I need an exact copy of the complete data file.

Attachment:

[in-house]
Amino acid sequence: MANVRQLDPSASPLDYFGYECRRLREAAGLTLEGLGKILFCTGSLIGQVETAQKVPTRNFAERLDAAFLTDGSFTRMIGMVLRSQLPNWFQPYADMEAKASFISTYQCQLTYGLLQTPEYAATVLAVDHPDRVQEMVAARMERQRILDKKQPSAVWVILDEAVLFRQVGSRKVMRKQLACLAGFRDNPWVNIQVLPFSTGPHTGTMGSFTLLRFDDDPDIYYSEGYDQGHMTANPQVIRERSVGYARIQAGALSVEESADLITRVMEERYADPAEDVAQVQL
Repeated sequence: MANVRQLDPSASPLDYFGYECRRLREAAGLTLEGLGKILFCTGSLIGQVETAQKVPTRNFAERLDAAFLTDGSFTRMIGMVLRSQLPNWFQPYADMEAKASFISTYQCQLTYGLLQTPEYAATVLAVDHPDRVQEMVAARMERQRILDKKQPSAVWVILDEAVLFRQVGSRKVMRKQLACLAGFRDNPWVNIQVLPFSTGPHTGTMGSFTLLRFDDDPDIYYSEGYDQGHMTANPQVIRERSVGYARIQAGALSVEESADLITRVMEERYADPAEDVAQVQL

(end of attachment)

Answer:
[in-house]
Amino acid sequence: MANVRQLDPSASPLDYFGYECRRLREAAGLTLEGLGKILFCTGSLIGQVETAQKVPTRNFAERLDAAFLTDGSFTRMIGMVLRSQLPNWFQPYADMEAKASFISTYQCQLTYGLLQTPEYAATVLAVDHPDRVQEMVAARMERQRILDKKQPSAVWVILDEAVLFRQVGSRKVMRKQLACLAGFRDNPWVNIQVLPFSTGPHTGTMGSFTLLRFDDDPDIYYSEGYDQGHMTANPQVIRERSVGYARIQAGALSVEESADLITRVMEERYADPAEDVAQVQL
Repeated sequence: MANVRQLDPSASPLDYFGYECRRLREAAGLTLEGLGKILFCTGSLIGQVETAQKVPTRNFAERLDAAFLTDGSFTRMIGMVLRSQLPNWFQPYADMEAKASFISTYQCQLTYGLLQTPEYAATVLAVDHPDRVQEMVAARMERQRILDKKQPSAVWVILDEAVLFRQVGSRKVMRKQLACLAGFRDNPWVNIQVLPFSTGPHTGTMGSFTLLRFDDDPDIYYSEGYDQGHMTANPQVIRERSVGYARIQAGALSVEESADLITRVMEERYADPAEDVAQVQL